According to the statistics, about 95 percent of American households nationwide own at least one car. In some areas, especially congested cities with convenient transportation systems, this number is much lower.

One of the main reasons why the percentage of car ownership is on the decline is because millennials don’t tend to like cars much. Here are some other major reasons why car ownership is projected to be on the decline:

  • They’re less likely to get driver’s licenses
  • They take fewer car trips
  • They travel to closer destinations
  • More likely to walk, bike or take public transportation around the city
  • Rising cost of gas and parking
  • Better access to affordable ride-sharing services

When You Need to Buy Insurance Without Buying a Car

If you fit into the group of millennials that’s found a way to get around without owning a car, you still need to look over your insurance portfolio. A blank space on the auto insurance category of your portfolio could put you at risk. If you drive a car or you’ve been ordered to carry continuous coverage in court, you should really buy a non-owner auto insurance policy under your name. Here are scenarios where non-owner insurance is needed or beneficial:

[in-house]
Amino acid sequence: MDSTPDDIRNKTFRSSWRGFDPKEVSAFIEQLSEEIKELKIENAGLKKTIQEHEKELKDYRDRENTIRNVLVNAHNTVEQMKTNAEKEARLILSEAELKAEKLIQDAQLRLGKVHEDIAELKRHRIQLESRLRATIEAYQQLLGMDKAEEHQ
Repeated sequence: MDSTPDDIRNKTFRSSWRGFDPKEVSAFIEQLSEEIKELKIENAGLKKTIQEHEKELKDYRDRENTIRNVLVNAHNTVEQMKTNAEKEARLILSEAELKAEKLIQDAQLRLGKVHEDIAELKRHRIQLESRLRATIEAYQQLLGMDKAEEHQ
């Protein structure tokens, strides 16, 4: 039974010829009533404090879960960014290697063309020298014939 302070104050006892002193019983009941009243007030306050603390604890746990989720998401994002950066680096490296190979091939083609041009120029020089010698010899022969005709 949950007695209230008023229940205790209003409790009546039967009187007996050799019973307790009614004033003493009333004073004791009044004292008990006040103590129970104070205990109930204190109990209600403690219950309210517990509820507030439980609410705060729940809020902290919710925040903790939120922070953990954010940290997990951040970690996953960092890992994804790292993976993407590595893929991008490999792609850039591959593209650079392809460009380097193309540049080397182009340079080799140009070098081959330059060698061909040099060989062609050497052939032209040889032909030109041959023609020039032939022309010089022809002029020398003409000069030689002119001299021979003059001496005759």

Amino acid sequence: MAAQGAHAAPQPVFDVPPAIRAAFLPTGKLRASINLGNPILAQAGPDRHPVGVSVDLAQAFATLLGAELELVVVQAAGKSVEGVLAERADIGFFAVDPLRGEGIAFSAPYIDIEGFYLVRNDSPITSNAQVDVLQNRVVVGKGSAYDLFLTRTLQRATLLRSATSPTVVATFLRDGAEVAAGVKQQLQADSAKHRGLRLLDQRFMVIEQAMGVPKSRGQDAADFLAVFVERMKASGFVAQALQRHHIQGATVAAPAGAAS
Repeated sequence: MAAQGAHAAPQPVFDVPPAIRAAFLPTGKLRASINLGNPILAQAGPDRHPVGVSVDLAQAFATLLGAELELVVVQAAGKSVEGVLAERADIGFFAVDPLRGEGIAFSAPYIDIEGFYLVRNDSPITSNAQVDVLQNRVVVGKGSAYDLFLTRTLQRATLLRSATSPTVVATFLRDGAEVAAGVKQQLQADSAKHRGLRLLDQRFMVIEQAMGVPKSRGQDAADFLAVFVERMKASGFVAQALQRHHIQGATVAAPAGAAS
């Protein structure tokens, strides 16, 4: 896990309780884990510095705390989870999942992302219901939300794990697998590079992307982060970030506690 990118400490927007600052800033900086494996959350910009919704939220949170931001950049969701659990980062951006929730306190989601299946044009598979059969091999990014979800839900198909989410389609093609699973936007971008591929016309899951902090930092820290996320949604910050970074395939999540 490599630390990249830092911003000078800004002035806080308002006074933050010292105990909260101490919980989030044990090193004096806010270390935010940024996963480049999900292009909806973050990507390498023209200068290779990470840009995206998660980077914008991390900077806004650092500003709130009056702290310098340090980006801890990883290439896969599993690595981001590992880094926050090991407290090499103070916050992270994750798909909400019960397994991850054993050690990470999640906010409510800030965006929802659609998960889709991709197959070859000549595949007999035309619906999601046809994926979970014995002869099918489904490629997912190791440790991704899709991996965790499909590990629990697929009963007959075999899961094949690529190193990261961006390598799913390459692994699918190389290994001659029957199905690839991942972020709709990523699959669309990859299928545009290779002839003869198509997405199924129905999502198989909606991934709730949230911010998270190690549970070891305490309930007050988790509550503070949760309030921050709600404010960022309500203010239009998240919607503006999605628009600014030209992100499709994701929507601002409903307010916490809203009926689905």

• You Rent Cars on a Regular Basis- Rental car liability protection can cost you a pretty penny. According to studies conducted by Consumer Affairs, agencies charge about $10.95 per day for Supplemental Liability Protection (SLP). If you’re renting long-term, this can add up quickly. Having your own specialty policy eliminates the need for the SLP coverage.
  • You Borrow Cars Frequently- If you’re driving a friend’s car and you cause an accident, there are scenarios where their insurer won’t pay for a filed a claim. To prevent this from happening, you can buy your own non-owner insurance and have a buffer of protection that kicks in after the primary insurer pays or rejects liability. Just be sure that you don’t drive a car owned by someone who lives in your home or your claim will be denied.